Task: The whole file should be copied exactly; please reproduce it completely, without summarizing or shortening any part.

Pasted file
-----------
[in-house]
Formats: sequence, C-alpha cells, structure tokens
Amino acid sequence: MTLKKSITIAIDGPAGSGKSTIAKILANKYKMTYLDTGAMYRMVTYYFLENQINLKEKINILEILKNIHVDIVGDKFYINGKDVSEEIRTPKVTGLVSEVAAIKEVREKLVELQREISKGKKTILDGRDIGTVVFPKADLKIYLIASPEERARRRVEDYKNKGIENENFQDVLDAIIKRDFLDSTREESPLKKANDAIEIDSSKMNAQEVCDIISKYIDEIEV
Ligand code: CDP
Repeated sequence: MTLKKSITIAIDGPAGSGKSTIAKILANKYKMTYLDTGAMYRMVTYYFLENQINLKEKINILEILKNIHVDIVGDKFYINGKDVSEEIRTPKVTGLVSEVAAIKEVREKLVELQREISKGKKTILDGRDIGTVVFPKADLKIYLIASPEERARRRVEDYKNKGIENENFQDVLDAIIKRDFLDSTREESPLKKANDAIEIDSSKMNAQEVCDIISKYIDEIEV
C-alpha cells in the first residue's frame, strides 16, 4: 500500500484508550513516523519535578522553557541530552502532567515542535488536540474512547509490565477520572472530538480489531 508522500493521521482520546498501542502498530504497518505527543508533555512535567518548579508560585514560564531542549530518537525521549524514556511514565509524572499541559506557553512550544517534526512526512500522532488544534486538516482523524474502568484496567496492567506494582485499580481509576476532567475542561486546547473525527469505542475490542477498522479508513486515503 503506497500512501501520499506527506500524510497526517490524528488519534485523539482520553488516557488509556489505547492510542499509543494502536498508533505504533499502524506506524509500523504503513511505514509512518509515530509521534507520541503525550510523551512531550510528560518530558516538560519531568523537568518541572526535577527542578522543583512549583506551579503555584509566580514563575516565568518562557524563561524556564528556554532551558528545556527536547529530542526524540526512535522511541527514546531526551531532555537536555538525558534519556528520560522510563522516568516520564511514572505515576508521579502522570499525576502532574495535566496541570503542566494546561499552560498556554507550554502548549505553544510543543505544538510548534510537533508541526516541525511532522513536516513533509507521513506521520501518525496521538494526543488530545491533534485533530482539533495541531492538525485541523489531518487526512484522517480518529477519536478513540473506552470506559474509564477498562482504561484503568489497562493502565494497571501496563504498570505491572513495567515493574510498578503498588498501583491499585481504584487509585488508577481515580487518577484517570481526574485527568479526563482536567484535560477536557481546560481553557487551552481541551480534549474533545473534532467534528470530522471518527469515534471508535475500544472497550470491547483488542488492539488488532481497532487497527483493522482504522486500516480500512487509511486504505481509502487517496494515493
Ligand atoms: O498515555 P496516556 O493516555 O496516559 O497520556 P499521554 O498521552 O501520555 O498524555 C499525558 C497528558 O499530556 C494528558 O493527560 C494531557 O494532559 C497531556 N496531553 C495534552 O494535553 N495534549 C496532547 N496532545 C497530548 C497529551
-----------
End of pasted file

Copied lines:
[in-house]
Formats: sequence, C-alpha cells, structure tokens
Amino acid sequence: MTLKKSITIAIDGPAGSGKSTIAKILANKYKMTYLDTGAMYRMVTYYFLENQINLKEKINILEILKNIHVDIVGDKFYINGKDVSEEIRTPKVTGLVSEVAAIKEVREKLVELQREISKGKKTILDGRDIGTVVFPKADLKIYLIASPEERARRRVEDYKNKGIENENFQDVLDAIIKRDFLDSTREESPLKKANDAIEIDSSKMNAQEVCDIISKYIDEIEV
Ligand code: CDP
Repeated sequence: MTLKKSITIAIDGPAGSGKSTIAKILANKYKMTYLDTGAMYRMVTYYFLENQINLKEKINILEILKNIHVDIVGDKFYINGKDVSEEIRTPKVTGLVSEVAAIKEVREKLVELQREISKGKKTILDGRDIGTVVFPKADLKIYLIASPEERARRRVEDYKNKGIENENFQDVLDAIIKRDFLDSTREESPLKKANDAIEIDSSKMNAQEVCDIISKYIDEIEV
C-alpha cells in the first residue's frame, strides 16, 4: 500500500484508550513516523519535578522553557541530552502532567515542535488536540474512547509490565477520572472530538480489531 508522500493521521482520546498501542502498530504497518505527543508533555512535567518548579508560585514560564531542549530518537525521549524514556511514565509524572499541559506557553512550544517534526512526512500522532488544534486538516482523524474502568484496567496492567506494582485499580481509576476532567475542561486546547473525527469505542475490542477498522479508513486515503 503506497500512501501520499506527506500524510497526517490524528488519534485523539482520553488516557488509556489505547492510542499509543494502536498508533505504533499502524506506524509500523504503513511505514509512518509515530509521534507520541503525550510523551512531550510528560518530558516538560519531568523537568518541572526535577527542578522543583512549583506551579503555584509566580514563575516565568518562557524563561524556564528556554532551558528545556527536547529530542526524540526512535522511541527514546531526551531532555537536555538525558534519556528520560522510563522516568516520564511514572505515576508521579502522570499525576502532574495535566496541570503542566494546561499552560498556554507550554502548549505553544510543543505544538510548534510537533508541526516541525511532522513536516513533509507521513506521520501518525496521538494526543488530545491533534485533530482539533495541531492538525485541523489531518487526512484522517480518529477519536478513540473506552470506559474509564477498562482504561484503568489497562493502565494497571501496563504498570505491572513495567515493574510498578503498588498501583491499585481504584487509585488508577481515580487518577484517570481526574485527568479526563482536567484535560477536557481546560481553557487551552481541551480534549474533545473534532467534528470530522471518527469515534471508535475500544472497550470491547483488542488492539488488532481497532487497527483493522482504522486500516480500512487509511486504505481509502487517496494515493
Ligand atoms: O498515555 P496516556 O493516555 O496516559 O497520556 P499521554 O498521552 O501520555 O498524555 C499525558 C497528558 O499530556 C494528558 O493527560 C494531557 O494532559 C497531556 N496531553 C495534552 O494535553 N495534549 C496532547 N496532545 C497530548 C497529551